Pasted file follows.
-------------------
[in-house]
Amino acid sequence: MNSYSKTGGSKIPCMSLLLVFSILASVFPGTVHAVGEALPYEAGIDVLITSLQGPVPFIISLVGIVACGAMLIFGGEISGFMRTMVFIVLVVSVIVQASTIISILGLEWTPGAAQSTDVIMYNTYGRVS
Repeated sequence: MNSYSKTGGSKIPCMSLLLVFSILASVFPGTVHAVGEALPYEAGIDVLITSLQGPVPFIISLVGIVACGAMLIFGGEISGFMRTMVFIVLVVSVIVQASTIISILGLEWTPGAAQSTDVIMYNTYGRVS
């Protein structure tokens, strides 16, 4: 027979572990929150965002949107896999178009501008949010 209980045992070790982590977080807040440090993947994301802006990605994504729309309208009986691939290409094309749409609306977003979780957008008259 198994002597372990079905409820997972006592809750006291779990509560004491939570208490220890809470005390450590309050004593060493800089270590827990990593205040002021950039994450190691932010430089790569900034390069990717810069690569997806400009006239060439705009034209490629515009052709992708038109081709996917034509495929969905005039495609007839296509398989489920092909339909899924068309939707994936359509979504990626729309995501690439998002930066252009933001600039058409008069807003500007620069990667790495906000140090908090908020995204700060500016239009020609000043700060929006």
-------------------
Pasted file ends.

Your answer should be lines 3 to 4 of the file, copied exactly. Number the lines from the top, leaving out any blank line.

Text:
Repeated sequence: MNSYSKTGGSKIPCMSLLLVFSILASVFPGTVHAVGEALPYEAGIDVLITSLQGPVPFIISLVGIVACGAMLIFGGEISGFMRTMVFIVLVVSVIVQASTIISILGLEWTPGAAQSTDVIMYNTYGRVS
């Protein structure tokens, strides 16, 4: 027979572990929150965002949107896999178009501008949010 209980045992070790982590977080807040440090993947994301802006990605994504729309309208009986691939290409094309749409609306977003979780957008008259 198994002597372990079905409820997972006592809750006291779990509560004491939570208490220890809470005390450590309050004593060493800089270590827990990593205040002021950039994450190691932010430089790569900034390069990717810069690569997806400009006239060439705009034209490629515009052709992708038109081709996917034509495929969905005039495609007839296509398989489920092909339909899924068309939707994936359509979504990626729309995501690439998002930066252009933001600039058409008069807003500007620069990667790495906000140090908090908020995204700060500016239009020609000043700060929006």